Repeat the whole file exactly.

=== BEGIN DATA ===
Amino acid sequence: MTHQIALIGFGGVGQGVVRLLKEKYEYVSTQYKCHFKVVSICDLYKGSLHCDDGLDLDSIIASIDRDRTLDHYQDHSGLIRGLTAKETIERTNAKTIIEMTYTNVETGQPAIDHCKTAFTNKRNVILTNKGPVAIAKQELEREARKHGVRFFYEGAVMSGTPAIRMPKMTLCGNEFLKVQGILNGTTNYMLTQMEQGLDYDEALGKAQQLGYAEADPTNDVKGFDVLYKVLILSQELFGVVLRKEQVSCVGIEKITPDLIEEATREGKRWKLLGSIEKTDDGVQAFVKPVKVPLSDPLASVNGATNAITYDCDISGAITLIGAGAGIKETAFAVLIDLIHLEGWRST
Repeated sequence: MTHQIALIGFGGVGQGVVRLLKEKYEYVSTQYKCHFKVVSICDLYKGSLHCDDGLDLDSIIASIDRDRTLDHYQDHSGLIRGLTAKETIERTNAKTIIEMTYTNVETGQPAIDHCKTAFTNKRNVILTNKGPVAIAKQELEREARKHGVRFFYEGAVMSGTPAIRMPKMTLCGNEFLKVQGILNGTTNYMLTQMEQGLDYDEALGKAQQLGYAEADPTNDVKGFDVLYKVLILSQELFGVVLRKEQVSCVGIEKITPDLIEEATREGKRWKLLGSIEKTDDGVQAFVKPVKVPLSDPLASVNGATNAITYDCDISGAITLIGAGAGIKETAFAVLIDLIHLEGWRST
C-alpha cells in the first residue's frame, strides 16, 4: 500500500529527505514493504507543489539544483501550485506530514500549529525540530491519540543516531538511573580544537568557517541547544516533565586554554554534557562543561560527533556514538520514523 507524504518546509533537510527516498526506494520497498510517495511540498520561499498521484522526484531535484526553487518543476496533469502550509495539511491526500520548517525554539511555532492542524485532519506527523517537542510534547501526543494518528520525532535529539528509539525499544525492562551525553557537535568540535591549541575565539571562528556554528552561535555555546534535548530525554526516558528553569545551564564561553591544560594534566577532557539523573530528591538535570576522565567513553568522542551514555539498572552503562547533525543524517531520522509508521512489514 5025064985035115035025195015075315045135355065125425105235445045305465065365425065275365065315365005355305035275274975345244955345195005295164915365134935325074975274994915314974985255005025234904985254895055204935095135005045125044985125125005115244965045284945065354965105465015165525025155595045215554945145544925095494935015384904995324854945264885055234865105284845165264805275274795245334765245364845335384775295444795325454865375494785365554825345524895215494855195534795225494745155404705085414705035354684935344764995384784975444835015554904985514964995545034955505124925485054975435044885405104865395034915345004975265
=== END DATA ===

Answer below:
Amino acid sequence: MTHQIALIGFGGVGQGVVRLLKEKYEYVSTQYKCHFKVVSICDLYKGSLHCDDGLDLDSIIASIDRDRTLDHYQDHSGLIRGLTAKETIERTNAKTIIEMTYTNVETGQPAIDHCKTAFTNKRNVILTNKGPVAIAKQELEREARKHGVRFFYEGAVMSGTPAIRMPKMTLCGNEFLKVQGILNGTTNYMLTQMEQGLDYDEALGKAQQLGYAEADPTNDVKGFDVLYKVLILSQELFGVVLRKEQVSCVGIEKITPDLIEEATREGKRWKLLGSIEKTDDGVQAFVKPVKVPLSDPLASVNGATNAITYDCDISGAITLIGAGAGIKETAFAVLIDLIHLEGWRST
Repeated sequence: MTHQIALIGFGGVGQGVVRLLKEKYEYVSTQYKCHFKVVSICDLYKGSLHCDDGLDLDSIIASIDRDRTLDHYQDHSGLIRGLTAKETIERTNAKTIIEMTYTNVETGQPAIDHCKTAFTNKRNVILTNKGPVAIAKQELEREARKHGVRFFYEGAVMSGTPAIRMPKMTLCGNEFLKVQGILNGTTNYMLTQMEQGLDYDEALGKAQQLGYAEADPTNDVKGFDVLYKVLILSQELFGVVLRKEQVSCVGIEKITPDLIEEATREGKRWKLLGSIEKTDDGVQAFVKPVKVPLSDPLASVNGATNAITYDCDISGAITLIGAGAGIKETAFAVLIDLIHLEGWRST
C-alpha cells in the first residue's frame, strides 16, 4: 500500500529527505514493504507543489539544483501550485506530514500549529525540530491519540543516531538511573580544537568557517541547544516533565586554554554534557562543561560527533556514538520514523 507524504518546509533537510527516498526506494520497498510517495511540498520561499498521484522526484531535484526553487518543476496533469502550509495539511491526500520548517525554539511555532492542524485532519506527523517537542510534547501526543494518528520525532535529539528509539525499544525492562551525553557537535568540535591549541575565539571562528556554528552561535555555546534535548530525554526516558528553569545551564564561553591544560594534566577532557539523573530528591538535570576522565567513553568522542551514555539498572552503562547533525543524517531520522509508521512489514 5025064985035115035025195015075315045135355065125425105235445045305465065365425065275365065315365005355305035275274975345244955345195005295164915365134935325074975274994915314974985255005025234904985254895055204935095135005045125044985125125005115244965045284945065354965105465015165525025155595045215554945145544925095494935015384904995324854945264885055234865105284845165264805275274795245334765245364845335384775295444795325454865375494785365554825345524895215494855195534795225494745155404705085414705035354684935344764995384784975444835015554904985514964995545034955505124925485054975435044885405104865395034915345004975265